The dashboard/glareshield mount is compact and clever, with a tilt
adjustment for optimum viewing. However, the adhesive mount makes this bracket
a semi-permanent installation, which could certainly be a consideration for
renter-pilots. Some pilots I've talked to really like a glareshield-mounted
GPS, likening its position atop the glareshield to a heads-up display. I've
never had much luck with this concept, however. I find the glareshield-top
location problematic for two reasons: it's awkward for me to operate the
keyboard atop the glareshield (especially if it's bumpy), and it's hard to
include the display in an instrument scan when flying in IMC. Your mileage may
vary, of course.
The yoke mount is a big, bulky, clamp-on affair that looked as if it would
fit most any airplane with a control yoke. While it's an improvement over the
kludgy yoke mount that came with the 195, I was somewhat annoyed by the huge
clamp assembly that hangs down beneath the control column and looks like it
was designed to accomodate a 747 or C-5A yoke. When I clamped the thing to the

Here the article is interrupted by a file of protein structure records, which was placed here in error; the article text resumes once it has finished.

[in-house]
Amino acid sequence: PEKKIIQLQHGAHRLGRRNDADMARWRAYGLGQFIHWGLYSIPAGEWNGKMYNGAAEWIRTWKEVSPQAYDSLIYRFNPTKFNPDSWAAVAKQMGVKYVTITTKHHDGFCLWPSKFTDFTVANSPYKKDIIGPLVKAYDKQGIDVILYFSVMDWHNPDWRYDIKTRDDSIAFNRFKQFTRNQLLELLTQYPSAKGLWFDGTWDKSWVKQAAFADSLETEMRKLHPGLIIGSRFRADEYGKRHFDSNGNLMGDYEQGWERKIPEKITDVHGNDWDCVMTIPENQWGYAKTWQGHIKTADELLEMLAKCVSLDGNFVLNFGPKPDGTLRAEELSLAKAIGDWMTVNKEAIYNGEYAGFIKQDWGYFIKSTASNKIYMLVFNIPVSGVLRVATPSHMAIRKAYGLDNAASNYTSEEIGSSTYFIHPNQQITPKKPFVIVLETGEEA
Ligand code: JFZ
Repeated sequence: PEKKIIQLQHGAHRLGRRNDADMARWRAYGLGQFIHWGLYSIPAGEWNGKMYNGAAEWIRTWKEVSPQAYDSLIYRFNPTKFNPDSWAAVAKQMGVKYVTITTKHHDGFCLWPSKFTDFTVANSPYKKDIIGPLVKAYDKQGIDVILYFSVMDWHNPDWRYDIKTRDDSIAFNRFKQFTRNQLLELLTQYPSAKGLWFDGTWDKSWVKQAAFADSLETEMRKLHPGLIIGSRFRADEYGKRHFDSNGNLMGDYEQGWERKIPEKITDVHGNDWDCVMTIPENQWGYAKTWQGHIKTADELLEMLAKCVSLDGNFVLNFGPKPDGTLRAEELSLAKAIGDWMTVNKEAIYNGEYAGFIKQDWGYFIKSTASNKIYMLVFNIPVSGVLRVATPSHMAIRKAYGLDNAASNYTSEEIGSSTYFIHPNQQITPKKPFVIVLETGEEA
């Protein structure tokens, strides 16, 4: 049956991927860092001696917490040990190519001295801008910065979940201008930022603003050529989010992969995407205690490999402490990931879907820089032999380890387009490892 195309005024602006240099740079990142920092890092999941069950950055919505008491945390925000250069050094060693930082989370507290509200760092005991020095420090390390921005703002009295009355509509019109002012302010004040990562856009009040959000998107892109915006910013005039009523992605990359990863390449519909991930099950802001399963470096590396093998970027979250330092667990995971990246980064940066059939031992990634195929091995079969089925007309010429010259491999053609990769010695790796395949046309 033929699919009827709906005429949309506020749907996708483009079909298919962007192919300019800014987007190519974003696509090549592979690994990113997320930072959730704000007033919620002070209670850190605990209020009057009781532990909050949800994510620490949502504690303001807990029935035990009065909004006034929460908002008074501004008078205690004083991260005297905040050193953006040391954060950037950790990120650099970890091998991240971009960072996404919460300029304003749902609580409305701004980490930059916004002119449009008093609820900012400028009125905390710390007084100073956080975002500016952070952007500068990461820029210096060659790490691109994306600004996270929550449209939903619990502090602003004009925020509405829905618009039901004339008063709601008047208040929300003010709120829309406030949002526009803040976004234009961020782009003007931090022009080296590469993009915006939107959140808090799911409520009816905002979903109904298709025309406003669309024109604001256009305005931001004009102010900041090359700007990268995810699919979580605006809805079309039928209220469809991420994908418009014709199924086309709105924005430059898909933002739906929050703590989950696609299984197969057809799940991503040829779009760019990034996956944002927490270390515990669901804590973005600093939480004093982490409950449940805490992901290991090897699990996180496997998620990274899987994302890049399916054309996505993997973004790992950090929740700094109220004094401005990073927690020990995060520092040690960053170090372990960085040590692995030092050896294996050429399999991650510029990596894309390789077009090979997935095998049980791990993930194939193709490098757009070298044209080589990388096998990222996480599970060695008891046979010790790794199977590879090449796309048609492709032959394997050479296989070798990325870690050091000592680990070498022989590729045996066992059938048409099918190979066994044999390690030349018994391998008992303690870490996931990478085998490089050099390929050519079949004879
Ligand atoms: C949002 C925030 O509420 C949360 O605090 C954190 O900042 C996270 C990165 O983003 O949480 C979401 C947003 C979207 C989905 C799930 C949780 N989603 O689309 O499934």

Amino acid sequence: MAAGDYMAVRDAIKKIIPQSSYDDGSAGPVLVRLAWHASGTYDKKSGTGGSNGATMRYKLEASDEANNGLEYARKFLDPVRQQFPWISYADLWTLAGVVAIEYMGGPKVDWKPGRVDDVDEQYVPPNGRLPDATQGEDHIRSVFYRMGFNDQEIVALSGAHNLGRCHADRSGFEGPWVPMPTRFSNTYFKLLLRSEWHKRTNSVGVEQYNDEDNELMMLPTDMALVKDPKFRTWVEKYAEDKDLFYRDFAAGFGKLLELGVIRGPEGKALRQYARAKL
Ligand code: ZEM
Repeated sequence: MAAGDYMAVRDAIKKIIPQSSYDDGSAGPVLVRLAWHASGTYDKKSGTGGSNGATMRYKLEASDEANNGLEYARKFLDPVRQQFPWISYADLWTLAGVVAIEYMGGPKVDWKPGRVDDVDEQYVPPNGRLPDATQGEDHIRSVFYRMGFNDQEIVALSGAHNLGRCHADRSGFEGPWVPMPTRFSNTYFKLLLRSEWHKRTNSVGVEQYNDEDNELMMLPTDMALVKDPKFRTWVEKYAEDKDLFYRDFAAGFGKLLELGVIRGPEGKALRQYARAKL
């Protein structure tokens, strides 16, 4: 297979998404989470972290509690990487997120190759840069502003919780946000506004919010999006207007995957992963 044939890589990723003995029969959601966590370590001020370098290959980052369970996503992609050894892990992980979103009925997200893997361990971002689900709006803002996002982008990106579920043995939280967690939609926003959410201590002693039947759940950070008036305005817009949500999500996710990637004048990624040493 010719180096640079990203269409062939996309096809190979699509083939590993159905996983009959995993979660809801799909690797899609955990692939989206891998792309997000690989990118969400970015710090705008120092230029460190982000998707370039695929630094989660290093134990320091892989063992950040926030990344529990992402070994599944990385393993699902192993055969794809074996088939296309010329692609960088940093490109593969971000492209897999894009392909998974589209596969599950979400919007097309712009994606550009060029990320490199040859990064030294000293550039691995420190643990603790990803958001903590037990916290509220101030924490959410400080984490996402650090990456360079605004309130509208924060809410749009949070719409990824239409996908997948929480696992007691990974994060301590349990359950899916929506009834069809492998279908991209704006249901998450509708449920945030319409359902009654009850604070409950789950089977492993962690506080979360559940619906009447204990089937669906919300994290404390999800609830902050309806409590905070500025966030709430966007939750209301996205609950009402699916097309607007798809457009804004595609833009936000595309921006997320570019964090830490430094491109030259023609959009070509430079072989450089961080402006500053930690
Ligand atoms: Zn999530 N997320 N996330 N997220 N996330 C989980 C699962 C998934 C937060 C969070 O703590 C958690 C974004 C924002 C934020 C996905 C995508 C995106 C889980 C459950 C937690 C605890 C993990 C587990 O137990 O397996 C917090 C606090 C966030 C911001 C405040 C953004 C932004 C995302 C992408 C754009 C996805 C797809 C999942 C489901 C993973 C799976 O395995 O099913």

left-hand yoke in my Cessna T310R, the clamp knob got in the way when I
reached for certain switches on the lower sub-panel. With it mounted on the
right-hand yoke, I found that I couldn't open the airplane's glove compartment
to retrieve my sunglasses without first pulling back on the yoke. Garmin
certainly engineered a clamp-on yoke mount that's sturdy and adjustable for a
wide range of aircraft, but I wish they'd managed to do so with something that
was a bit more compact.
The Garmin 295 shares the same basic "Phase Trac 12"
12-parallel-channel GPS engine used by the 195 and GPS III Pilot. It's an
excellent receiver which acquires a position fix very quickly and holds on for
dear life. Never once in my 35 hours of flying did the GPSMAP 295 report that
it had lost track of its position, nor did I ever notice any positional
discrepancy between the Garmin 295 and my panel-mounted IFR-approved GX50 GPS.